It may be coherently concluded that rhetoric can be justified to be a form of art. A rhetorician therefore practices a legitimated form of art, which is referred to as rhetoric.
D. Does a rhetorician and a teacher know?
In inquiry B, it has been demonstrated how a teacher and a rhetorician have similarities in their arts. A teacher and a rhetorician each strive to convince the audience with a set of beliefs and knowledge. According to Gorgias, a rhetorician must find a device of persuasion that would convey a specific art of knowledge while omitting all the other arts (459c). That is, a rhetorician does not have to match a practitioner’s techne by skill nor reason in order to persuade the crowd. It must follow that knowing the truth might not be necessary nor for the teacher, nor for the rhetorician. Rhetoric, just like education, can thus convey an opinionated truth that may or may not be challenged by one who knows about a particular subject (459d). In the case of a rhetorician, these opinionated truths are most likely not to be challenged since a rhetorician is usually the only orator among the crowd. A similar conclusion can be made with the art of teaching.
It can be thus concluded that a rhetorician, nor a teacher, are reliant sources of objective truths. But this conclusion does not dismiss the importance of these arts. As mentioned previously in inquiry A, without rhetoric, teaching, and all the other arts that regard the translation of knowledge; there would be little potential for translating any form of knowledge. And as long as these arts intend to address the ignorant for the sake of diminishing ignorance, they will remain just. But these arts cannot guarantee complete consistency of translating objective truths and knowledge.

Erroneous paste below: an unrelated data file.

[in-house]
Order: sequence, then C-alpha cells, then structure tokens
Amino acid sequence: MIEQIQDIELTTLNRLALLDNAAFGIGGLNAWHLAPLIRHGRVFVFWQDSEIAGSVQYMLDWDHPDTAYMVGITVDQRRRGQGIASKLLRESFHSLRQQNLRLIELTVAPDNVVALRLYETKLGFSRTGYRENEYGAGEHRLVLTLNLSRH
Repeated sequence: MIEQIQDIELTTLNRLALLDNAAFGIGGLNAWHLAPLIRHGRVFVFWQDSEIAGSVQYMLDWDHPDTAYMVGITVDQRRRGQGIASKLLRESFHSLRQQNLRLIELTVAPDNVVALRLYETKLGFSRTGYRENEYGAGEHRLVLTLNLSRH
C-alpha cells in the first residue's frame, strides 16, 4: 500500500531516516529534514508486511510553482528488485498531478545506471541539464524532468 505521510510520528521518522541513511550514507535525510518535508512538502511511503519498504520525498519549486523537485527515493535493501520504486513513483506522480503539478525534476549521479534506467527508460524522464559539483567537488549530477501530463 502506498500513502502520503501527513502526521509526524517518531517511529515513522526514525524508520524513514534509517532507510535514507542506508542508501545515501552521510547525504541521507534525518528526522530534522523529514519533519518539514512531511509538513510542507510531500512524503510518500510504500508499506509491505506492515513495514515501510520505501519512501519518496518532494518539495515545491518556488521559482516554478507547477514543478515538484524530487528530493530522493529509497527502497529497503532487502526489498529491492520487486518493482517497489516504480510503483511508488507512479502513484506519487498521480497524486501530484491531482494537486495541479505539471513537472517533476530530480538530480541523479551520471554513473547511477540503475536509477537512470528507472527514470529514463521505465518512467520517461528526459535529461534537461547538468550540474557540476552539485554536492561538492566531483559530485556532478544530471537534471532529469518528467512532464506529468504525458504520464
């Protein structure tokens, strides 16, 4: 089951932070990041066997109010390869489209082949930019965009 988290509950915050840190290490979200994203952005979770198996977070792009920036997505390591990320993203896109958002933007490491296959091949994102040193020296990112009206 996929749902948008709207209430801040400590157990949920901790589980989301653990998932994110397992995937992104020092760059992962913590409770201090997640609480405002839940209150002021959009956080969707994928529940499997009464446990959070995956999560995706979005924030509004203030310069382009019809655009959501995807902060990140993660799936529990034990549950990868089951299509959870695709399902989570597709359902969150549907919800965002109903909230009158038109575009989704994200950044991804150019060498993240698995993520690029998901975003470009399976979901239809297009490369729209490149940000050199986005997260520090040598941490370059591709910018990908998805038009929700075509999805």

In the four enquires that where presented, the function of rhetoric and its similar relation to education where entertained. It can be concluded that both rhetoric and education may be put in contexts that exploit their just intent. It was also shown how rhetoric and education by nature, are not always a reliant source of truth. But these are nevertheless qualifiable as forms of arts, including rhetoric, which was under a closer inquiry in that regard. Both strive for the good, justice, and both seem to strive to achieve a state of least ignorance.
Plato. Laches; Protagoras; Meno; Euthydemus. Cambridge, MA: Harvard U, 1977. Print.